7. My necklace

My chain is a holdover from my high school days, sure, but it’s still freaking cool. I love this thing. It’s actually the second one, a duplicate of my first necklace. I bought the original one from Six Flags, but I lost it (I think an ex girlfriend stole it). The one I still have I bought off another dude for 10 bucks and a Mountain Dew. I hardly ever wear it because I don’t want it to get lost, and besides I’m not 14 anymore. I still love it. If it were a horcrux, when you peer into the hole in the center of the emblem, you would see memories from my past. If you stared too long then you would start to believe you were me. 


WHAT ARE YOUR SEVEN HORCRUXES?


Make a blog post of your own, leave a comment here linking to it so I can read it, and then post to Twitter with #MySevenHorcruxes as a hashtag. This could be fun!

Saturday, November 15, 2014

Felix Buttonweezer’s Gun Moll



You wake up, one sleepy arm asleep from sleeping on it, the other on the chest of your lover, Felix Buttonweezer. You laugh, clearly remembering that this was all supposed to be a joke. Sure, you’d go out for the night with this thug, this armme de crime, and he’d take you to the shady part of town and show give you a reason to reject him.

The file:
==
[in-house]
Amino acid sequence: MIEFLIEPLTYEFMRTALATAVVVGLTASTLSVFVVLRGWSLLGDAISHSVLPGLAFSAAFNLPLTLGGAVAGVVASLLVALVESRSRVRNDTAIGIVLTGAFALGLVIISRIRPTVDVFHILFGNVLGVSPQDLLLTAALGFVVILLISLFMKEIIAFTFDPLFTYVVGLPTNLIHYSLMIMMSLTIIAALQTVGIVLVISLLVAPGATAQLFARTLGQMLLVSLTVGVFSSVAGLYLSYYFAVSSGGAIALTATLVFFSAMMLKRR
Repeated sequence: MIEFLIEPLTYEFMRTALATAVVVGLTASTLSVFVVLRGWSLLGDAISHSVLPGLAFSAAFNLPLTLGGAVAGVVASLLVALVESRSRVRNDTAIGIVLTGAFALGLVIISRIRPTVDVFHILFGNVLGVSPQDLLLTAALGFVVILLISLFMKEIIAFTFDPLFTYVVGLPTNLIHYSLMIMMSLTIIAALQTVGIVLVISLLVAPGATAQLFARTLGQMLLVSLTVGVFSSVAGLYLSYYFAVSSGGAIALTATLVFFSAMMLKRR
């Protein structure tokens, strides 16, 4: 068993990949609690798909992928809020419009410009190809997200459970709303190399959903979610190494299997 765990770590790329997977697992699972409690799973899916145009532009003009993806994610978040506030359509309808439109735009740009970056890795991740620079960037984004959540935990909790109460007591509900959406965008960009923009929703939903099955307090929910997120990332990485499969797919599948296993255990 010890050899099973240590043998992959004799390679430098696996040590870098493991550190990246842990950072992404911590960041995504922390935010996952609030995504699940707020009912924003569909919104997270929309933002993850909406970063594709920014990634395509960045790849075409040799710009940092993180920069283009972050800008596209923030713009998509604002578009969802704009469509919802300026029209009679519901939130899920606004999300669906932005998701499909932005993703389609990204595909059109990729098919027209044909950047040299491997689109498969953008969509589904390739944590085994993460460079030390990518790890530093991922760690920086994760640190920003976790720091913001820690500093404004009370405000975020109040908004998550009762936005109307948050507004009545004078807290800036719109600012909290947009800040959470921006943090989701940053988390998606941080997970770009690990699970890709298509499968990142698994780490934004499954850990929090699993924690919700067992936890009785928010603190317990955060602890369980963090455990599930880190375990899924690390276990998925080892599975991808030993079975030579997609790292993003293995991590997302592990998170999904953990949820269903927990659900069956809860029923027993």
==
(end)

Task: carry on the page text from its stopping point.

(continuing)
Not for me, you think, Felix is really something more. You aim to stick around, to be the next Buttonweezer.

You slide out from bed, pull on your clothes, and cross the freezing, icy, chilly, really quite cold hardwood of his apartment flooring which is under your feet. 

 The wood creaks. You silently enter the kitchen and fiddle around with the coffee machine. It’s one of those single-cup brewers. “Forget it,” you say, and your eyes turn to the picture on the counter:

Felix has two little Buttonweezers. Their names are Criggle and Swarve. A dragon comes, and it is 300,000 times the size of you. You eat it. Pancakes fly through the mail slot, and then the dentures reach out of the camel’s eye and BAM; you’re ticklish on the corn wheel outer chicken nugget for to look more like?